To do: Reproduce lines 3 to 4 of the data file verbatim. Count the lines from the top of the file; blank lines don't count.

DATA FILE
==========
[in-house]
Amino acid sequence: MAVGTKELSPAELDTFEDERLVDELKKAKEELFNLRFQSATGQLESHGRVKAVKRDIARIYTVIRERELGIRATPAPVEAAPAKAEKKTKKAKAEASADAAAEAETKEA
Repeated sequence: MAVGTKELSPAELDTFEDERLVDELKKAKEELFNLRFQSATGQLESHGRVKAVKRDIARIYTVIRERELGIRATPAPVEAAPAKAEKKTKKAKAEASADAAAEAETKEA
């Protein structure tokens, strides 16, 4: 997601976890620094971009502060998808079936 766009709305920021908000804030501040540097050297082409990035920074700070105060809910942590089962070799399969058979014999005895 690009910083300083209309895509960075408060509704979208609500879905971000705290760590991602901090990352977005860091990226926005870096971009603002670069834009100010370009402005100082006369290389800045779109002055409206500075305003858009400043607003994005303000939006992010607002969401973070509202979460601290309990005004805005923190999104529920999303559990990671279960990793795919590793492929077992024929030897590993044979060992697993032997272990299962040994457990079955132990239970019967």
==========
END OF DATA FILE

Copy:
Repeated sequence: MAVGTKELSPAELDTFEDERLVDELKKAKEELFNLRFQSATGQLESHGRVKAVKRDIARIYTVIRERELGIRATPAPVEAAPAKAEKKTKKAKAEASADAAAEAETKEA
């Protein structure tokens, strides 16, 4: 997601976890620094971009502060998808079936 766009709305920021908000804030501040540097050297082409990035920074700070105060809910942590089962070799399969058979014999005895 690009910083300083209309895509960075408060509704979208609500879905971000705290760590991602901090990352977005860091990226926005870096971009603002670069834009100010370009402005100082006369290389800045779109002055409206500075305003858009400043607003994005303000939006992010607002969401973070509202979460601290309990005004805005923190999104529920999303559990990671279960990793795919590793492929077992024929030897590993044979060992697993032997272990299962040994457990079955132990239970019967």